36- Bribery

36- Bribery

2019-12-2334:2010

Bribery is one of the three offenses listed in the Constitution as grounds for impeachment. Even though that is attempting to bribe Ukraine is the act that precipitated to Trump’s impeachment, it’s not explicitly listed in the articles of impeachment. Why is that? Make your mark. Go to radiotopia.fm to donate today.
35- Confrontation Clause

35- Confrontation Clause

2019-11-1531:277

Since the beginning of the impeachment proceedings against the President, Donald Trump has insisted he has a right to confront “the whistleblower,” the anonymous member of the intelligence community who set the whole thing in motion. There is a Confrontation Clause in the Sixth Amendment of the United States Constitution, which says a defendant in a criminal case has the right to face their accuser. But does this clause apply to the impeachment hearing against a president in Congress?
34- Foreign Affairs

34- Foreign Affairs

2019-10-1829:5110

Donald Trump says he should not be impeached as President, since there was ‘no quid pro quo’ on a phone call where he asked the Ukrainian president to investigate a political rival, former Vice President Joe Biden. But does quid pro quo need to be explicitly stated to be a legal issue? And can private citizens like Rudy Giuliani represent America on foreign policy issues? Get the new Shredders album from Doomtree!
33- Obstruction

33- Obstruction

2019-09-2127:1710

Trump lawyers assert that all of Trump’s actions during the Mueller investigation were within his rights as President and can’t be classified as obstruction of justice, especially because there is no underlying crime alleged. But as Martha Stewart will tell you, that’s not how obstruction of justice works. Get the new Shredders album from Doomtree!
32- Contempt Power

32- Contempt Power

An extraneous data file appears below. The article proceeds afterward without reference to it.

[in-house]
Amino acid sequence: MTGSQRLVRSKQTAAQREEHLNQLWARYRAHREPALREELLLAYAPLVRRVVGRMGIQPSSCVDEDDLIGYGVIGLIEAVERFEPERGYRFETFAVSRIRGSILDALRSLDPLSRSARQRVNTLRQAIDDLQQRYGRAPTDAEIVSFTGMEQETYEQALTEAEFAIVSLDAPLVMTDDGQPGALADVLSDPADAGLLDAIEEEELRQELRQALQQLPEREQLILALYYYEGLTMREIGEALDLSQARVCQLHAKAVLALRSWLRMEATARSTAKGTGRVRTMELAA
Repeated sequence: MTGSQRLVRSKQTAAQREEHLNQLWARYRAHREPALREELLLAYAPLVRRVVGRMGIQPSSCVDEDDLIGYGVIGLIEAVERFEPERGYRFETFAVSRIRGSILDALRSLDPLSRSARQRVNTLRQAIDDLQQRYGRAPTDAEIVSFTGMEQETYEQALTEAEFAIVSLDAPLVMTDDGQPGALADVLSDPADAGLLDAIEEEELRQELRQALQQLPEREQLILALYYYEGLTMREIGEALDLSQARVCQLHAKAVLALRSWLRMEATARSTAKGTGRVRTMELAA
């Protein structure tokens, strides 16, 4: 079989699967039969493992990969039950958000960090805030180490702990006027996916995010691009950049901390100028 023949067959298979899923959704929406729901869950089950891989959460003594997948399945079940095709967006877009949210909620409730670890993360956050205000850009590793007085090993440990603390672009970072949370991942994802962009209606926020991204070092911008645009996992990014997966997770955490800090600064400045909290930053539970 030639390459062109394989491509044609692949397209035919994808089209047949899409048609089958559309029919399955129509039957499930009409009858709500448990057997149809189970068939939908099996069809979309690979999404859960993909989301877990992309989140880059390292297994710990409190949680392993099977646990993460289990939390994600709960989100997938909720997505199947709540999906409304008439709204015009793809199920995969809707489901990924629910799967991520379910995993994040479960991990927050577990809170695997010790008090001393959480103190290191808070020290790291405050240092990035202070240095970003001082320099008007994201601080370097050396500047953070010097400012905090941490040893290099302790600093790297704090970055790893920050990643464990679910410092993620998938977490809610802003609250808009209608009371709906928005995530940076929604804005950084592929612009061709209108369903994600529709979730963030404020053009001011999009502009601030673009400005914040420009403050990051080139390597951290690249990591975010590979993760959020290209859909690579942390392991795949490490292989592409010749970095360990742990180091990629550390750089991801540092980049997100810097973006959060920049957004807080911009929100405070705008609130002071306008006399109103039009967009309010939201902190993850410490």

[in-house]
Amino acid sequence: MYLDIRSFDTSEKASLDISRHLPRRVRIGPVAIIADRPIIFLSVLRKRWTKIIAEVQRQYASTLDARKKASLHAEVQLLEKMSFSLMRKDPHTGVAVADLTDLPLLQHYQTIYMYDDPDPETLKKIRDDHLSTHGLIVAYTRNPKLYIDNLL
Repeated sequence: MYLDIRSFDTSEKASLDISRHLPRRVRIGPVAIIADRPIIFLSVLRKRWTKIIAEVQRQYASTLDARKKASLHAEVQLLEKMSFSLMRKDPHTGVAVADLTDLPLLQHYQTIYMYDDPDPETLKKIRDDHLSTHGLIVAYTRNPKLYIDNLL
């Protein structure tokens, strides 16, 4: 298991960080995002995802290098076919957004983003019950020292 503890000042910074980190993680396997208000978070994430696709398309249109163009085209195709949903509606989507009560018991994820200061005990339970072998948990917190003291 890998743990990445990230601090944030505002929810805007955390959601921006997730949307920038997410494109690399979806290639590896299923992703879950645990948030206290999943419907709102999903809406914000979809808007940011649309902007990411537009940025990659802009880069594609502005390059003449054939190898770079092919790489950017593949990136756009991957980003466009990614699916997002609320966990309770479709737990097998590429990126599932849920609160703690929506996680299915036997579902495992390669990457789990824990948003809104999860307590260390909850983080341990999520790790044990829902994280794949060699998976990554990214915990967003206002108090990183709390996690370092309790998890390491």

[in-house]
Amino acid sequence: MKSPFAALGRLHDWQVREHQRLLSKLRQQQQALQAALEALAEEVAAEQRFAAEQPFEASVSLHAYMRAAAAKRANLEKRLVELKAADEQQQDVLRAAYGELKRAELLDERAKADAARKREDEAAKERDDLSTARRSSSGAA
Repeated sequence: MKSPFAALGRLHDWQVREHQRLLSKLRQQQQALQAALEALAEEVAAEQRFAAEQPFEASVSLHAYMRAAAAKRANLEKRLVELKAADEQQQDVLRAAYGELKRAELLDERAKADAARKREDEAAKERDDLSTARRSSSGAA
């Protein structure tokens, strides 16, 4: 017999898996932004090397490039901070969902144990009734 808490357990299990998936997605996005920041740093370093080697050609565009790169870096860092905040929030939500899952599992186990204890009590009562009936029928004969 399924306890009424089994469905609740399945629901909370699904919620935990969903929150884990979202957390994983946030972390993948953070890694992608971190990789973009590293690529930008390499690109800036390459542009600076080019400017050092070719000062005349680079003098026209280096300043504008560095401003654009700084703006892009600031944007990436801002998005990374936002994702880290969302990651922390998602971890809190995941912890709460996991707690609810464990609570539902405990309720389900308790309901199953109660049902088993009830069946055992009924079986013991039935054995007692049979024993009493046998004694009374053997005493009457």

2019-05-1321:534

What is Congress’ contempt power and how can they use it to force people to cooperate with their investigations?
31- Executive Privilege

31- Executive Privilege

2019-04-1826:412

It's likely that Trump will invoke executive privilege during the numerous investigations and inquiries into his actions. Presidents have insisted they need to keep secrets to do their job effectively since Washington, but the term "executive privilege" is relatively recent and it has rarely been tested in court.
30- The 25th Amendment

30- The 25th Amendment

2018-12-3121:587

What does the 25th Amendment say about presidential fitness, disability, and Trump?
Trump has threatened to revoke Birthright Citizenship with an executive order. This proposed order contradicts the Fourteenth Amendment, but Trump’s tweets contend otherwise.
Some of the Constitutional considerations of the Kavanaugh confirmation process. Recorded October 2, 2018.
27- Treason

27- Treason

2018-09-1322:2712

When Trump tweets just the single word “Treason?”, probably in reference to the anonymous New York Times Op-Ed, is he using that word correctly? What does our federal Constitution say about treason? And when exactly does someone commit a treasonous act?